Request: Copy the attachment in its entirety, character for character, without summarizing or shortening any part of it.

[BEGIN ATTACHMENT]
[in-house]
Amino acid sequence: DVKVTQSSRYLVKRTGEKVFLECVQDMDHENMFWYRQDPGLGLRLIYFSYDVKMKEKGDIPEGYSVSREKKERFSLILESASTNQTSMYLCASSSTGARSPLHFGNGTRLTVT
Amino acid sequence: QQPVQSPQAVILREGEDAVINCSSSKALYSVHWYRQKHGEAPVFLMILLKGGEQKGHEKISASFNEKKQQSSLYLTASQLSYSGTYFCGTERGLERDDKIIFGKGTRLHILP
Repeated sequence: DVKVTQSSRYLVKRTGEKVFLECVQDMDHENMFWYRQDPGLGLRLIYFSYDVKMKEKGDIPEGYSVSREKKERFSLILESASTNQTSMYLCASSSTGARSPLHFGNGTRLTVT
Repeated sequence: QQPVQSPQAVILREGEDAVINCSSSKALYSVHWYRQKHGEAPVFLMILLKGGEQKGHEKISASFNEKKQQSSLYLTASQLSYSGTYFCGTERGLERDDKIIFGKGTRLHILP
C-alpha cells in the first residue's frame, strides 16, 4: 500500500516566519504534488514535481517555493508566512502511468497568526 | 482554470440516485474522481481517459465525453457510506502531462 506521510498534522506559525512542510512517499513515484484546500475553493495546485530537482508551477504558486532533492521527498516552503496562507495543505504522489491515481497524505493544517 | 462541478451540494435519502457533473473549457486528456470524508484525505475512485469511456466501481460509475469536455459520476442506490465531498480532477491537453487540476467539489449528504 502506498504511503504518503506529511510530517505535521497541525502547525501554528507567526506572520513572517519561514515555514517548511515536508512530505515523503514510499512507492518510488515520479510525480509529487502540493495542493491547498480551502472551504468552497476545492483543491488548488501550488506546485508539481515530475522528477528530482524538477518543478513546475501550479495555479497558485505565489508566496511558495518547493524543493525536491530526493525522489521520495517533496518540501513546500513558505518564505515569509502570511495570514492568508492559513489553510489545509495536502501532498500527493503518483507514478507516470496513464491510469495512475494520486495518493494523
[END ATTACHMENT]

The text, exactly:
[in-house]
Amino acid sequence: DVKVTQSSRYLVKRTGEKVFLECVQDMDHENMFWYRQDPGLGLRLIYFSYDVKMKEKGDIPEGYSVSREKKERFSLILESASTNQTSMYLCASSSTGARSPLHFGNGTRLTVT
Amino acid sequence: QQPVQSPQAVILREGEDAVINCSSSKALYSVHWYRQKHGEAPVFLMILLKGGEQKGHEKISASFNEKKQQSSLYLTASQLSYSGTYFCGTERGLERDDKIIFGKGTRLHILP
Repeated sequence: DVKVTQSSRYLVKRTGEKVFLECVQDMDHENMFWYRQDPGLGLRLIYFSYDVKMKEKGDIPEGYSVSREKKERFSLILESASTNQTSMYLCASSSTGARSPLHFGNGTRLTVT
Repeated sequence: QQPVQSPQAVILREGEDAVINCSSSKALYSVHWYRQKHGEAPVFLMILLKGGEQKGHEKISASFNEKKQQSSLYLTASQLSYSGTYFCGTERGLERDDKIIFGKGTRLHILP
C-alpha cells in the first residue's frame, strides 16, 4: 500500500516566519504534488514535481517555493508566512502511468497568526 | 482554470440516485474522481481517459465525453457510506502531462 506521510498534522506559525512542510512517499513515484484546500475553493495546485530537482508551477504558486532533492521527498516552503496562507495543505504522489491515481497524505493544517 | 462541478451540494435519502457533473473549457486528456470524508484525505475512485469511456466501481460509475469536455459520476442506490465531498480532477491537453487540476467539489449528504 502506498504511503504518503506529511510530517505535521497541525502547525501554528507567526506572520513572517519561514515555514517548511515536508512530505515523503514510499512507492518510488515520479510525480509529487502540493495542493491547498480551502472551504468552497476545492483543491488548488501550488506546485508539481515530475522528477528530482524538477518543478513546475501550479495555479497558485505565489508566496511558495518547493524543493525536491530526493525522489521520495517533496518540501513546500513558505518564505515569509502570511495570514492568508492559513489553510489545509495536502501532498500527493503518483507514478507516470496513464491510469495512475494520486495518493494523